At the start of their derivation note that the sum is from k=0 to n. That's why they take x sub k = k. The part with x sub k is just a general definition.
After that, the first term is k=0 because they are considering values of k from 0 to n
Wikipedia: Algebraic derivation of mean says:
Sure, is "a discrete random variable", but does that inevitably mean that ? Couldn't all be, say, multiples of 3 ( )?
And in next step they use this to saywhich is an essential part of proving that if (which is why I'd like to understand why should ).The first term of the series (with index k = 0) has value 0 since the first factor, k, is zero.
Look back at the Wikipedia page. You're focussing on the equations after the line saying "We apply the definition...". Look at the paragraph before this starting with "We derive these quantities from first principles..". The first equation after the text is a sum from 0 to N. That's what's defining this derivation.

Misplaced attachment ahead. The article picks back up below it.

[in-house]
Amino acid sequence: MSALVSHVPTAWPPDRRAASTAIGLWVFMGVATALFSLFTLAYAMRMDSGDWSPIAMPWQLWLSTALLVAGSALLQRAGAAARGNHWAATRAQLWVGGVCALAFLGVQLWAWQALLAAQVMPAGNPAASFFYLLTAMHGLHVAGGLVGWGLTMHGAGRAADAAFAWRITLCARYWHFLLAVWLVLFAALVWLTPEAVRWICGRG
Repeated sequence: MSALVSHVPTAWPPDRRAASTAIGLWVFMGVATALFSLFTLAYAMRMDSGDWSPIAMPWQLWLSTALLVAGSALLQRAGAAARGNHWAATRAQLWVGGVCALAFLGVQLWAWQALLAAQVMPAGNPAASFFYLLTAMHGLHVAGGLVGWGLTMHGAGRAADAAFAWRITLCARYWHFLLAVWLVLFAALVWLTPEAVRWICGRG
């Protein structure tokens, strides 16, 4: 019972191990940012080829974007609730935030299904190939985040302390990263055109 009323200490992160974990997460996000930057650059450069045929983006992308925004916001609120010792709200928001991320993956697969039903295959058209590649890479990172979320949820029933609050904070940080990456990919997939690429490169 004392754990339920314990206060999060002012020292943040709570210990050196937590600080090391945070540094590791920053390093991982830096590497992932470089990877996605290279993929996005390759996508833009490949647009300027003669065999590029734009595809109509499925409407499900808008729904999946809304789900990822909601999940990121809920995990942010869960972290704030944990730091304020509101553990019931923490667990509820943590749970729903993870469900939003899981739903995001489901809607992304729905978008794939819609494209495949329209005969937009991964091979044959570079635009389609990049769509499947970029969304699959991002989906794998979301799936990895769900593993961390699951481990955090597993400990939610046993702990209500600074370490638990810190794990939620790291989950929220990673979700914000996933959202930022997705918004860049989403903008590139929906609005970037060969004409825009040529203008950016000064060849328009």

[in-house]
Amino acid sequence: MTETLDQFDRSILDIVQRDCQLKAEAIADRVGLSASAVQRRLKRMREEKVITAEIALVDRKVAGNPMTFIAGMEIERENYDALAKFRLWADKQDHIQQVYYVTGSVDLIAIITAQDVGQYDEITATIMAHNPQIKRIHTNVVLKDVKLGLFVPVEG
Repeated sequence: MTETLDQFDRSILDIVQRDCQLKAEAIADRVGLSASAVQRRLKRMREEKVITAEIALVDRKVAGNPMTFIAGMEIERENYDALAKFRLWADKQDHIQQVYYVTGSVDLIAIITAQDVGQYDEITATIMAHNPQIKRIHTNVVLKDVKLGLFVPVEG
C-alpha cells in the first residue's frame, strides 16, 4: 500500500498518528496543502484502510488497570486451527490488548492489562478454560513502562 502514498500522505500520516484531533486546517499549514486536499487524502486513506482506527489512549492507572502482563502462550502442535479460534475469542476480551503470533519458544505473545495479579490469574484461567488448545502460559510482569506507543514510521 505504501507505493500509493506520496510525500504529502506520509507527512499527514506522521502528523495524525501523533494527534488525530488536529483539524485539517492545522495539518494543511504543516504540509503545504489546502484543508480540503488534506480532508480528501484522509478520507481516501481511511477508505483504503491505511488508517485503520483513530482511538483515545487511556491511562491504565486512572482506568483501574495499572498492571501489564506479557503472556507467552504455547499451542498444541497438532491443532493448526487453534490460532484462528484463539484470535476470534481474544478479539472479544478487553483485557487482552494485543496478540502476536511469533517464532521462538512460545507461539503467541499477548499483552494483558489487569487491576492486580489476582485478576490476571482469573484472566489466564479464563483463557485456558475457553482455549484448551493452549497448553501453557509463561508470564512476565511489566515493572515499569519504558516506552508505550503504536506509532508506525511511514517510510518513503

Let me see, is here "how many times an event happens": and gives all arrangements. This is correct, right?
Now, "we apply the definition of the expected value of a discrete random variable to the binomial distribution". ....
... I see now. The case of, say, dice with sides doesn't apply to binomial distribution (which deals only with "yes/no" types).
Have I got it now?